The frightful idea that animals may be living inside of us is clearly visible in Benivieni’s many medical cases of patients suffering from worms in all matters and forms. Young children are so troubled by intestinal worms, that they are unable to sleep, “continuously tossing this way and that in wild uncontrolled movements”. After having been given a laxative medicine of aloe, myrrh and saffron, the 7 year old son of a butcher finally recovered after evacuating a grand total of 148 worms. The bodies of adult males house even scarier types of worms. A 40 year old carpenter called Giovanni had been seriously troubled for two years by an almost incessant pain in the heart. Many physicians had tried to help him, but none could, until he went to Benivieni, who decided that he must be suffering from “some malignant and injurious matter lodged in the stomach” and gave him some vomit-inducing potion. During the second treatment, the doctor witnessed how
thicker phlegm was thrown up and with it a worm quite four fingers long, rather fat, with a smooth, round, red head no bigger than a pea and a forked tail shaped like the moon, the rest of the body being hairy. It went on four feet, two joined together on the right side of the body and two on the left. Surprised at the worm’s shape I showed it to physicians more learned than I, but none had seen such a monstrosity.
An even more frightful case is that of Benivieni’s friend Filippo, who suffered from a very serious type of headache of the kind that “dims the vision, drives the mind crazy, excites vomiting, and causes loss of voice”. No remedies were to any avail, until finally, “by the powerful aid of nature, he ejected a worm from his right nostril longer than the palm of his hand”.
Nor was Benivieni the only Italian doctor worried about bodily worms. Pietro Bairo (1468-1558), professor of medicine at the University of Turin, mentioned a number of methods to get rid of worms inside the body in his Secreti Medicinali. Some of these are intestinal worms, divided into different categories, such as “lombrichi” [earthworms] and “cocurbitini” [tapeworms], and should be treated with decoctions made from ingredients such as sweet pomegranate or the horn of a stag. Other “secret remedies” are meant to expel worms from other parts of the body. For instance, dripping the juice of wormwood into the ears may help to drive out the worms that are thought to live there.
The decayed human body, attacked by vermin. Mathias Grünewald, The Dead Lovers (ca. 1470). Source: Wikimedia Commons
Parasites and pain management
How can we explain all these many references to worms and other animals living inside and harming the human body? At least part of the explanation lies in the study of (intestinal) parasites. Much information on the distribution of these parasites has been gathered during archeological research of medieval and early modern latrines, revealing a great quantity and variety of parasites. In premodern Europe, parasites were a much bigger part of human life, due to different cooking practices, different levels of hygiene, and the fact that many people still lived in close proximity to animals. Drinking polluted water may easily have been the cause of many intestinal worms, as is the case in the following story by Benivieni:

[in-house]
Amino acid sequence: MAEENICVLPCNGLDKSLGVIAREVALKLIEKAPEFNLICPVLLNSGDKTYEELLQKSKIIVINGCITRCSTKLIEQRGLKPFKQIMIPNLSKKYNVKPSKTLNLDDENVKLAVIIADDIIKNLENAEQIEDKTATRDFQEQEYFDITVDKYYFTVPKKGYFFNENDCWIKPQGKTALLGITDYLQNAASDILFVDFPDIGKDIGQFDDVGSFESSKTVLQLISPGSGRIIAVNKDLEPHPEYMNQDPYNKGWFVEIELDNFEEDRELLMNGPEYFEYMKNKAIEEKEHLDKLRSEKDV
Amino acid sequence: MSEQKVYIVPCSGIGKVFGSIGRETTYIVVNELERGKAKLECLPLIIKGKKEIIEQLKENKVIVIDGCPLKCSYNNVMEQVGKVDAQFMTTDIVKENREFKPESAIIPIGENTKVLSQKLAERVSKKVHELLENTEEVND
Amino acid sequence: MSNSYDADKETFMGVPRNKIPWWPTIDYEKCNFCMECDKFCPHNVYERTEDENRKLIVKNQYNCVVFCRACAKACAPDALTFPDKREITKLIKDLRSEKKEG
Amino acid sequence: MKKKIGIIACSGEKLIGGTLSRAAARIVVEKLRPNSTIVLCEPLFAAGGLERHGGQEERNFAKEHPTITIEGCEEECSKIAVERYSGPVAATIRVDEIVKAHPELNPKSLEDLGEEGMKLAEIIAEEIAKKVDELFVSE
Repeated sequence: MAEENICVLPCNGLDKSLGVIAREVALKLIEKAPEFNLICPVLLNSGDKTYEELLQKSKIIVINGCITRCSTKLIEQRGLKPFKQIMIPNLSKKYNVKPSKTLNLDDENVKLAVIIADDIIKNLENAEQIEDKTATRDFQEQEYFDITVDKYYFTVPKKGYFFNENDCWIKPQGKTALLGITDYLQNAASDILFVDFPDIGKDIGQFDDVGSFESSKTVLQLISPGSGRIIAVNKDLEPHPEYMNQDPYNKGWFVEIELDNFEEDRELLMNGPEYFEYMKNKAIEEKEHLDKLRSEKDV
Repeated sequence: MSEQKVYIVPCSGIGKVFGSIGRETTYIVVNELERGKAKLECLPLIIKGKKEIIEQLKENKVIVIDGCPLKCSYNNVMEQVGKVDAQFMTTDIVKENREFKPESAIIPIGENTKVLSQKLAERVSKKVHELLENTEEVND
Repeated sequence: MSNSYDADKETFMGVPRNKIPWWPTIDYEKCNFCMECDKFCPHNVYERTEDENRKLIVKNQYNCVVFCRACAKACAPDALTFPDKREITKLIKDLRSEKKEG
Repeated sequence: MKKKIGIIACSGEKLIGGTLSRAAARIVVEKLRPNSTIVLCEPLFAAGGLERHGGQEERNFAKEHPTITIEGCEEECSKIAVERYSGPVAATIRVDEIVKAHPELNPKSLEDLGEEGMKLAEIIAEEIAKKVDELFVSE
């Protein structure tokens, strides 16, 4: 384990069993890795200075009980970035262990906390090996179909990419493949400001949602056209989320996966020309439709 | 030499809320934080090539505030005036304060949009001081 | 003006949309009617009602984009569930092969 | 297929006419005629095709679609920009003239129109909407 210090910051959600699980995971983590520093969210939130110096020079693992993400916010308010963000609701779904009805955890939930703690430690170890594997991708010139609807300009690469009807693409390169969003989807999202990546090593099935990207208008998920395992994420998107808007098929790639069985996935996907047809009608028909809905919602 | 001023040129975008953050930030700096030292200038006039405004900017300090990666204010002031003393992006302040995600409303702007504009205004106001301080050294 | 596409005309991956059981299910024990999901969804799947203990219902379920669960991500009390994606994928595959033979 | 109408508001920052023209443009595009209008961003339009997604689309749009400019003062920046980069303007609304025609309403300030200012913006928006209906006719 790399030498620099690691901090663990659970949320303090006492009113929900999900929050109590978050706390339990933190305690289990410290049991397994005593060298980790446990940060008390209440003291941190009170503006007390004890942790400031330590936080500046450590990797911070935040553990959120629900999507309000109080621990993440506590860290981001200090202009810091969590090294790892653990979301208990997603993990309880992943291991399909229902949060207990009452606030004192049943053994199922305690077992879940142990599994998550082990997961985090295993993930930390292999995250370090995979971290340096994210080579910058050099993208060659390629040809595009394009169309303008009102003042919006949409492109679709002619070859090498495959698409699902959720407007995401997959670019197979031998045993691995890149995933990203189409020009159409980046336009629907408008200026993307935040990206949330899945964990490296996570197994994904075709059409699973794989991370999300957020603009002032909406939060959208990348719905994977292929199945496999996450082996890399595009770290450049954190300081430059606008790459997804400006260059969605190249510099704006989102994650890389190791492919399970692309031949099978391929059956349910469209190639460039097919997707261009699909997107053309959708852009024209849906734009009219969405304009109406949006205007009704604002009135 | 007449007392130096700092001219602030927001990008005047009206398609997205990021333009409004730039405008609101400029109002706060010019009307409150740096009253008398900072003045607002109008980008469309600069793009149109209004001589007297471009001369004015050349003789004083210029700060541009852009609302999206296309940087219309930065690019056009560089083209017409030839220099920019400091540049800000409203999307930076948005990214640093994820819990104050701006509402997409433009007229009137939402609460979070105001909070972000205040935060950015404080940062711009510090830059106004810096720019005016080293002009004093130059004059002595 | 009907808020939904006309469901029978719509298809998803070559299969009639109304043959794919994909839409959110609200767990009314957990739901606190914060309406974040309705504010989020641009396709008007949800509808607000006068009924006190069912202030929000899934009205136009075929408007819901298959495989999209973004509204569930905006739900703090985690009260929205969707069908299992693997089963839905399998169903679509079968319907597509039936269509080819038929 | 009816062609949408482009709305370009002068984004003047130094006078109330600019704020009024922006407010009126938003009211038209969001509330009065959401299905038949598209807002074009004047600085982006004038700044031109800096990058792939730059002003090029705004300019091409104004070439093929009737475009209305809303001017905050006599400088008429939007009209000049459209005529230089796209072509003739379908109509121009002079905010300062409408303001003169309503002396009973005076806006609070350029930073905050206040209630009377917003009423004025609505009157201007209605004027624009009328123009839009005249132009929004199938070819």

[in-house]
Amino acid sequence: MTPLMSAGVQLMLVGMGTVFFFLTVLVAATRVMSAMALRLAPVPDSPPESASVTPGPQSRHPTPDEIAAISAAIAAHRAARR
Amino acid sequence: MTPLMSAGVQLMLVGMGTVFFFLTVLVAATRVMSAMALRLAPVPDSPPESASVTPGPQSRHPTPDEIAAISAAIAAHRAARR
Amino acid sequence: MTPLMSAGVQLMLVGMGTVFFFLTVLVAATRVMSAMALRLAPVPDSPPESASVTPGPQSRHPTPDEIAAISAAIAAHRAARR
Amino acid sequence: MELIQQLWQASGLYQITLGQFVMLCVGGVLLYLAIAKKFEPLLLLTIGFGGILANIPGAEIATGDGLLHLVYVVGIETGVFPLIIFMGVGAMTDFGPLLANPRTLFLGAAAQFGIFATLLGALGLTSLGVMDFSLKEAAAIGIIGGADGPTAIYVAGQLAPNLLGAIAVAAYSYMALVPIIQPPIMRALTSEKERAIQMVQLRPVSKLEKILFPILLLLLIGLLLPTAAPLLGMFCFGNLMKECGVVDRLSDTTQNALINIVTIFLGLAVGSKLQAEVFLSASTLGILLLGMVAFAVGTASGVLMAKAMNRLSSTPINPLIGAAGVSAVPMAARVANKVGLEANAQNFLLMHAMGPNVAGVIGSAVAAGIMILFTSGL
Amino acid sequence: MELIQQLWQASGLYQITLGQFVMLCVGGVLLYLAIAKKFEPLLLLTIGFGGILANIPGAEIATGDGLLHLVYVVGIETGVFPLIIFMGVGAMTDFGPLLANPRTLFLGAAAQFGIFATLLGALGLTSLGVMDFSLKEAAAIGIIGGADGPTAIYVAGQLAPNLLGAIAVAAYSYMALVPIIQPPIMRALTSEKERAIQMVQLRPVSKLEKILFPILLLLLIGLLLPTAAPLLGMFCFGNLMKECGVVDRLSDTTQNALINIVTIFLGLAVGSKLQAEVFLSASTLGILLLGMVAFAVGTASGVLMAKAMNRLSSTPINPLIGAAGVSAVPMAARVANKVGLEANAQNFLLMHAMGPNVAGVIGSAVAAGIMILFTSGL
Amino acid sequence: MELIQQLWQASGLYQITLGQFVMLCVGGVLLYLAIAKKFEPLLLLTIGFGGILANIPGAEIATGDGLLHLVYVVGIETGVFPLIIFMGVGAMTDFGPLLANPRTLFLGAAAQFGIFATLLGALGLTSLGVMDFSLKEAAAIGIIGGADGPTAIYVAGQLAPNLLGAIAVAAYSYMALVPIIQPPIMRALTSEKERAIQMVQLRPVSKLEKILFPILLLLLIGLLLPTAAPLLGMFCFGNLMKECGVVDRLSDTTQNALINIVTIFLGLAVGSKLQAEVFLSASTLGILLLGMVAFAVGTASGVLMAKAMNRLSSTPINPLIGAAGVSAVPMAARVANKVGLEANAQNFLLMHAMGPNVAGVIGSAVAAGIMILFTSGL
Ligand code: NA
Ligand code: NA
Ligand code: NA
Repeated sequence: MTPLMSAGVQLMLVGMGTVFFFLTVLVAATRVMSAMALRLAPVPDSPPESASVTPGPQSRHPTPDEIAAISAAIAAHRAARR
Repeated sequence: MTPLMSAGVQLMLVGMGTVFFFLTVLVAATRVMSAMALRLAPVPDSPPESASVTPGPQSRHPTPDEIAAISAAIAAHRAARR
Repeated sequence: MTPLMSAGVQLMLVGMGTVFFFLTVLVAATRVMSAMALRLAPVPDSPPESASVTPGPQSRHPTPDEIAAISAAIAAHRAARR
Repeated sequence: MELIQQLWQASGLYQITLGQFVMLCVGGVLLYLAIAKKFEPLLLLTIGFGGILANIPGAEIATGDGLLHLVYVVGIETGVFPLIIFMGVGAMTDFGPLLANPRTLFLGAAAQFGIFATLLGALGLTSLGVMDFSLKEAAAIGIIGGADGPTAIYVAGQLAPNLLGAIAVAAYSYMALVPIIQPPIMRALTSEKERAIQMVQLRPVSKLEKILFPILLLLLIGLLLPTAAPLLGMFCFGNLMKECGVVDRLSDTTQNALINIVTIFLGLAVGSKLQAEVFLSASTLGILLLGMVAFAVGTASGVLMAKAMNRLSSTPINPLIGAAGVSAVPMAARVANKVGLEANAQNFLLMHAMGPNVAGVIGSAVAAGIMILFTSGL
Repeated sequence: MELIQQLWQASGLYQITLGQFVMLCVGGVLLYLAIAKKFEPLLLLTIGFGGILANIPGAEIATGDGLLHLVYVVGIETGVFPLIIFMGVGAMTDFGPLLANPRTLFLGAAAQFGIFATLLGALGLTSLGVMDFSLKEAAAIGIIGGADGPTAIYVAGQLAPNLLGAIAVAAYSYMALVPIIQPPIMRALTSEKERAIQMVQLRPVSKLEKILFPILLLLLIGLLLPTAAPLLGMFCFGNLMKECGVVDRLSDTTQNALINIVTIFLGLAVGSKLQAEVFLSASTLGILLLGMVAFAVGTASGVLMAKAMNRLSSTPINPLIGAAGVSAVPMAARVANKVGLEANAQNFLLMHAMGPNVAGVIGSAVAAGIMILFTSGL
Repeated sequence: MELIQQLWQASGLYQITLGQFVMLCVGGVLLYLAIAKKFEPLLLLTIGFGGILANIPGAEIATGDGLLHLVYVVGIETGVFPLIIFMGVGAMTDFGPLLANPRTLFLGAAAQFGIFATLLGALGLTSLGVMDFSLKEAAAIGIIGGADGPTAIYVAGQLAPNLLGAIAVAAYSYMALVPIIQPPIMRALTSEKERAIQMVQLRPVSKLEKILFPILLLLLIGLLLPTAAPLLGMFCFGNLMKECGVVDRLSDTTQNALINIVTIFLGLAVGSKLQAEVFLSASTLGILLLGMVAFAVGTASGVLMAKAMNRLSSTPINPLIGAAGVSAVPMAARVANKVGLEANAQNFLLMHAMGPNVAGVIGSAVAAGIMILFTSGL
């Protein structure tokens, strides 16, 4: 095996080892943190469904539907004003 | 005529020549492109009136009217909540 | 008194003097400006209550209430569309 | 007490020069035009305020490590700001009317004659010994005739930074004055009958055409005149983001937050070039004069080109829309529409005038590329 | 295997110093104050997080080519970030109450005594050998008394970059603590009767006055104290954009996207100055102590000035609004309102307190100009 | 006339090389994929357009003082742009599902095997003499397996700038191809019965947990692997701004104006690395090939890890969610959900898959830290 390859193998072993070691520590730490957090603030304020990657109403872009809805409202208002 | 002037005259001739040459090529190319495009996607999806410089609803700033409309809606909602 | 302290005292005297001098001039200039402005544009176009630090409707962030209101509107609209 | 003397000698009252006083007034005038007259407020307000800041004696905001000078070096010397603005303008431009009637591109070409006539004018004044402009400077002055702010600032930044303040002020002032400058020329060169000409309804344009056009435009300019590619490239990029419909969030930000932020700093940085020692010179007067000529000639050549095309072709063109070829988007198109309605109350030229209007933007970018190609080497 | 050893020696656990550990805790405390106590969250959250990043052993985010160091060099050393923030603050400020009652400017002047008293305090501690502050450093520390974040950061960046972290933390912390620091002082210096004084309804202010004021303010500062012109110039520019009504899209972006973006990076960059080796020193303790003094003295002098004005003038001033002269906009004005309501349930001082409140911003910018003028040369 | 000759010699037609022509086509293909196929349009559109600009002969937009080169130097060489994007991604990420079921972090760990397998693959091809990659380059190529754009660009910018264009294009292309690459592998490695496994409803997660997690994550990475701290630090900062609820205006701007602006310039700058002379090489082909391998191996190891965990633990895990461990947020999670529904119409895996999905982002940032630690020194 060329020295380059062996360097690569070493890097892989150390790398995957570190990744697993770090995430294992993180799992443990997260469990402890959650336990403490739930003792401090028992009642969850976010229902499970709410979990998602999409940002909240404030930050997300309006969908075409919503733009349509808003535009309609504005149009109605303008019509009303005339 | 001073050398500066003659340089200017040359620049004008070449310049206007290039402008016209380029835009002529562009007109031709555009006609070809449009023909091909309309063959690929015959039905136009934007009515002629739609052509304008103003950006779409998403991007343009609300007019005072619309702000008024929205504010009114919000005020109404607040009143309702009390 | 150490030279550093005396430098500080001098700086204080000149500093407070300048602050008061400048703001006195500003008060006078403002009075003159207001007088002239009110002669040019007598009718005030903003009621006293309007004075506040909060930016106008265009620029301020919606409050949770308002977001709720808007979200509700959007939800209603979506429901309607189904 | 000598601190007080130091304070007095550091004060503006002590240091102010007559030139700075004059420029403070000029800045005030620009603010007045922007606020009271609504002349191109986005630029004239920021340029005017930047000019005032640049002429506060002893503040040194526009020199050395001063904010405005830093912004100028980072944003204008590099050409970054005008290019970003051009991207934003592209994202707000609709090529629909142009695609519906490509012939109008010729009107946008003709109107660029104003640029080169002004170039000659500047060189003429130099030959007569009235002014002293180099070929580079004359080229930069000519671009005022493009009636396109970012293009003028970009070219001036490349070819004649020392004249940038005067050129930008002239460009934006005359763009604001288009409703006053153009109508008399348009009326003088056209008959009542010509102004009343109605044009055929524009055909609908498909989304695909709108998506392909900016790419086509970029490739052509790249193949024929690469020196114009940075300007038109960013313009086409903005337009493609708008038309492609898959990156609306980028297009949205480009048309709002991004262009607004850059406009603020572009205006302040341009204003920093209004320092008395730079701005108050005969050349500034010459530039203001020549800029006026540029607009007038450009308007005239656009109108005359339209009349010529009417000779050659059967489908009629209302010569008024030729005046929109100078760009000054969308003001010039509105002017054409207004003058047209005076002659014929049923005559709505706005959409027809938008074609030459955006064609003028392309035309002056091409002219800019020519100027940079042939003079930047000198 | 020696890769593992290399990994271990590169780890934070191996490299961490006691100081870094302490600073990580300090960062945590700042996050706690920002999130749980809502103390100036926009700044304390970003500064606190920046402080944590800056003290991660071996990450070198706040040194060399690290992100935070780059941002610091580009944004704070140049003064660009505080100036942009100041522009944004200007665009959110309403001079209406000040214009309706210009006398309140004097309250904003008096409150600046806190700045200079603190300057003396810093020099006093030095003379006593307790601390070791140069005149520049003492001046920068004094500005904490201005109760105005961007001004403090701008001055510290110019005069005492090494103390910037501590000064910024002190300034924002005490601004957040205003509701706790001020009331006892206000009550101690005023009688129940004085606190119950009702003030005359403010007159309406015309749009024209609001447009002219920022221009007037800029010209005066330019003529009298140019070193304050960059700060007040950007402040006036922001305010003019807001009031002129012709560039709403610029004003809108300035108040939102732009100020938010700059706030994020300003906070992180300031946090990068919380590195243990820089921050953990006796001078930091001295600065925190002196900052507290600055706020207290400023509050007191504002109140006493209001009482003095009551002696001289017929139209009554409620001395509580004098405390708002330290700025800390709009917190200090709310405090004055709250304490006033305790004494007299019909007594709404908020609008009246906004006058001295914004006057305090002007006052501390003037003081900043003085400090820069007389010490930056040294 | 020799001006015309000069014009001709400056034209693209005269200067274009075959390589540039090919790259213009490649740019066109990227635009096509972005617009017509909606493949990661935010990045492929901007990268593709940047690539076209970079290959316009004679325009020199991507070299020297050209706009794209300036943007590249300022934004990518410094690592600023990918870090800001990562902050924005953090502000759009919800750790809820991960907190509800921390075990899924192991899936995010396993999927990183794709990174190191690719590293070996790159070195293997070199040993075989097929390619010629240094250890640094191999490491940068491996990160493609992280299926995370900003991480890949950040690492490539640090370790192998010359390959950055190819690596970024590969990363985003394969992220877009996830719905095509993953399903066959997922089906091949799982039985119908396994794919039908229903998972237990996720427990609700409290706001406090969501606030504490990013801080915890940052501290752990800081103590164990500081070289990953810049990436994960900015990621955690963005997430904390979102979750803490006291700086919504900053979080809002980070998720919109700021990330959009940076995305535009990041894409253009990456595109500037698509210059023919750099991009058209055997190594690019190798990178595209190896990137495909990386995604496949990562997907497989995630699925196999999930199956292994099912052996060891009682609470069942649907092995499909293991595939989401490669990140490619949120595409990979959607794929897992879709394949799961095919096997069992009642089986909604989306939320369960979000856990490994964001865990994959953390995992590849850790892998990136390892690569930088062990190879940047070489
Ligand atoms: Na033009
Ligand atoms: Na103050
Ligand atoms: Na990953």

I saw a woman in the Avinonian baths in the Sienese territory, who drank the waters for seven days on end, and then ejected a great many worms of the kind which the physicians call cucurbitini because they are like melon seeds. These worms were all joined together, hanging on to one another by their teeth. As their chain was more than four cubits long it looked like one body and only one worm.
Although actual parasites might attest for intestinal worms or even worms inside the nose or ears, the appearance of other animals inside the human body can be more difficult to explain. This is the case with Pietro Bairo’s recipe on “how to catch worms that are within the teeth”. If someone is suffering from a toothache, Bairo advises them to place some herbal or mineral mixture inside the cavities, which will help against “the corruption of the teeth” and will kill the worms that live inside them. In this particular case, reducing the abstract pain of corrupted teeth to the more “tangible” notion of a small creature causing the discomfort, might have helped people to cope with that pain, and feel less powerless.
Although this might seem a rather strange coping mechanism, it is not at all unlike our modern commercials for pharmaceutics, which often represent pain in the shape of little monsters or demons attacking the insides of our throats or stomach with claws or tiny pickaxes.
Pain due to a sore throat represented as a tiny monster attacking the inside of the body. Source: Commercial of a pharmaceutical company, still from a YouTube video.
References and further reading:
Piero Camporesi, La carne impassibile (Milan 1983).
Piers D. Mitchell ed., Sanitation, Latrines and Intestinal Parasites in Past Populations (Burlington VT 2015).
© Marlisa den Hartog and Leiden Medievalists Blog, 2018. Unauthorised use and/or duplication of this material without express and written permission from this site’s author and/or owner is strictly prohibited. Excerpts and links may be used, provided that full and clear credit is given to Marlisa den Hartog and Leiden Medievalists Blog with appropriate and specific direction to the original content.